From Newark, I flew nine hours to Munich and then was going to have my last 45 minutes on my third leg to an airport that I couldn’t for the life of me pronounce the name. Wanna try? It’s Ljubljana (Lou-blee-on-a). I learned this because the guy sitting next to me on the way to Munich inquired about the US Rowing shirt I was wearing and shared with me the fact that he was a masters rower and even though he was not on his way to Slovenia, he had been here before and knew about the rowing at Lake Bled. He enlightened me, though I immediately forgot and had to hear it a few more times before I actually got it.
Anyway…I was picked up at the airport with other racers by a driver from the local race organization, and taken to a hotel in Bled. When we got there, the other racers got off the bus, but I was told that I needed yet another shuttle to get to my hotel. So I jumped in the other van and headed off for an hour to the Hotel Kompas. Arriving at the hotel I was struck by the gorgeous scenery. The mountains are fully green and completely surround us. The view is amazing as we are literally across the street from the ski hill. The village here has shops, restaurants and is a nice location, all things considered.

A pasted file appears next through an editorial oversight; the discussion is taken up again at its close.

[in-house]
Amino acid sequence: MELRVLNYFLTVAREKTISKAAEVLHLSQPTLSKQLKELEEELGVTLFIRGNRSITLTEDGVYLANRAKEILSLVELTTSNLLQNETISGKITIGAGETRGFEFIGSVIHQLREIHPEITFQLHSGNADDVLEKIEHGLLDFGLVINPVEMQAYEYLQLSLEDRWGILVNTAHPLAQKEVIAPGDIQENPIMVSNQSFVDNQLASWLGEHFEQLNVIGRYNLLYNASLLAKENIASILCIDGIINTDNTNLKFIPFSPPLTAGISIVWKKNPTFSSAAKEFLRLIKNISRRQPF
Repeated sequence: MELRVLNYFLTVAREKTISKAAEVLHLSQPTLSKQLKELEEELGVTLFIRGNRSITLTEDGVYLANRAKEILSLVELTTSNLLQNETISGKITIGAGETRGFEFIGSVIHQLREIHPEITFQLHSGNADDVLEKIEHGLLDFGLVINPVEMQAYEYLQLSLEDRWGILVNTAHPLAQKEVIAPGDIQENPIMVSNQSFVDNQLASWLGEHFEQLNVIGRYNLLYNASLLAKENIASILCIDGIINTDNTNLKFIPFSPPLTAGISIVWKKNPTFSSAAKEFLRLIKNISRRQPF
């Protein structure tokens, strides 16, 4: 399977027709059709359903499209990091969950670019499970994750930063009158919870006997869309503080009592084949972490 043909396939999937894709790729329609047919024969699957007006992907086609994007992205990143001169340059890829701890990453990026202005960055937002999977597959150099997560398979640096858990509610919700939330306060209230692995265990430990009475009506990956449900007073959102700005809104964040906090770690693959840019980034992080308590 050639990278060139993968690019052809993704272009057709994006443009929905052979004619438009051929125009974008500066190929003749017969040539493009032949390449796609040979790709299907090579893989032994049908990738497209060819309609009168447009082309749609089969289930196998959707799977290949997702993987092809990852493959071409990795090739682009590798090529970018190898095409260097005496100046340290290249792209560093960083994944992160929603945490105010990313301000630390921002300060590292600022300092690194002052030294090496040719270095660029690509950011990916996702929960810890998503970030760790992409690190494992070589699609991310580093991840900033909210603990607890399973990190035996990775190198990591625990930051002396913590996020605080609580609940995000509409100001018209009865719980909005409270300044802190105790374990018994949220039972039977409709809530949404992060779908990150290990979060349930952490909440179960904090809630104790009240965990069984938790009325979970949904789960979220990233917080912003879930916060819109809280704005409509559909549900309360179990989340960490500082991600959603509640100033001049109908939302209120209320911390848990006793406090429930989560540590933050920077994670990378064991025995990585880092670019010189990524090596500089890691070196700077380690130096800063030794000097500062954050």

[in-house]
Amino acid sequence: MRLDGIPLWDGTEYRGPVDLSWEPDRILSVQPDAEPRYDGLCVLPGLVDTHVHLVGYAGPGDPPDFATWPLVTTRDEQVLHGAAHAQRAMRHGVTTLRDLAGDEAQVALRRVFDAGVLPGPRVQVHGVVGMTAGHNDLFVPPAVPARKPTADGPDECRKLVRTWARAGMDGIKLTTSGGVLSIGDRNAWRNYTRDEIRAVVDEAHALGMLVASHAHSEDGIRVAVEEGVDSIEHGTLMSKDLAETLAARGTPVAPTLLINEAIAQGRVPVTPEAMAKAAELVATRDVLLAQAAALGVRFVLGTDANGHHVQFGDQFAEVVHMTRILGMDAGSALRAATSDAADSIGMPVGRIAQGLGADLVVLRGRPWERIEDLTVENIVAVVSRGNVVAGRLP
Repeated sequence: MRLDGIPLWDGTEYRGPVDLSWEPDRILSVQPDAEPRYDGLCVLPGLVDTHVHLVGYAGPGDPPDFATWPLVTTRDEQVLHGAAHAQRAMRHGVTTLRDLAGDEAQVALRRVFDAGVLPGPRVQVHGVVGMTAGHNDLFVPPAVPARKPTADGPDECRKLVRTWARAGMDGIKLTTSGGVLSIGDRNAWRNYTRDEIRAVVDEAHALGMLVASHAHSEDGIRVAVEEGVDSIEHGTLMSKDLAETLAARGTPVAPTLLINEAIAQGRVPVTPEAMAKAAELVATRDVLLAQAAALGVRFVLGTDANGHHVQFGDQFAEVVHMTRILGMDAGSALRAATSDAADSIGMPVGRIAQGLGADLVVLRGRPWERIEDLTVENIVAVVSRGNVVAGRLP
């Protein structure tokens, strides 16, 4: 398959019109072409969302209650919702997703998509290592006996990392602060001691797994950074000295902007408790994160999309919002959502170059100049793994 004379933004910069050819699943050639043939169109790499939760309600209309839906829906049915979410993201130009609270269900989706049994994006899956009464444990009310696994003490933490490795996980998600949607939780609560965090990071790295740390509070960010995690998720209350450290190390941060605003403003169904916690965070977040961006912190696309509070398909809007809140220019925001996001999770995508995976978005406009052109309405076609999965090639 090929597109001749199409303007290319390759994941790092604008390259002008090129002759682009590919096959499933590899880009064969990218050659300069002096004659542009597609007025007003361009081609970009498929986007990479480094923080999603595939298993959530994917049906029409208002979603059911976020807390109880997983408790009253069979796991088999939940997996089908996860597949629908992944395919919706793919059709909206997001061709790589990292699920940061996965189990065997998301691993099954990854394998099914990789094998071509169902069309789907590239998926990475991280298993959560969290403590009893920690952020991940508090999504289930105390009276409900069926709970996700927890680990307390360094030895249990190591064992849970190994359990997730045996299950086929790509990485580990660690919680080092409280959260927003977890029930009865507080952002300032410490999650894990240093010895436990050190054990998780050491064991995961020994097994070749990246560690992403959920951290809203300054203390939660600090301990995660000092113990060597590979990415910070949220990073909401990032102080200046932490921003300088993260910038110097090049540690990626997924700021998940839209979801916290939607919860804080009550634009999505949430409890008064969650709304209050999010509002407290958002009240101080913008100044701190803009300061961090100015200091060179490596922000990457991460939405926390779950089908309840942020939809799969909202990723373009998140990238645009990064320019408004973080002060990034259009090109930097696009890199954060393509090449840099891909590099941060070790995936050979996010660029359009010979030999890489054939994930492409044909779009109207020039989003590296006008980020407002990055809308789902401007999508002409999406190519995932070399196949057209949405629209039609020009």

On to the rowing. Fortunately we got here several days early—especially lucky for me because we’ve had a lot to do to get my boat ready. Since I haven’t had as much time in Oklahoma City with my coach and figuring out the best rigging for my boat, it’s continually a work in progress. My first day out on the water, was horrible. I thought it was me. And part of it probably was. I have been dryland training but not on the water for the past two and a half weeks, but this was really bad. I was so frustrated when I came in, but I had not been feeling well from the flight and was fatigued, so I let it slide. Thursday wasn’t much better and I was starting to get REALLY frustrated, to the point that I couldn’t keep my mind focused on what I was doing. The problem is that when you come to a competition so far away, you are in a completely new boat with a different rigger, different oars, everything. There are formulas and measurements that you can use to set the boat up and you (or in this case, my coach), tries to make it as close to your setup as possible, but it takes a fair amount of adjusting and figuring things out. Finally, yesterday (Saturday) we started to make some breakthroughs. We lengthened my oars, and made a few changes to the rig. Still, at the end of practice, Muff said I wasn’t rowing like I had been in Oklahoma City and I agreed. I’m just not in my groove. The problem is, I don’t know enough about how to problem solve my setup. Fortunately, I can explain what feels different or any observations I make on the water and Muff is good at making the translation to what needs to happen. He’s still got a few tricks up his sleeve, so we’ll try them on the water today. I hope they work because tomorrow is race day!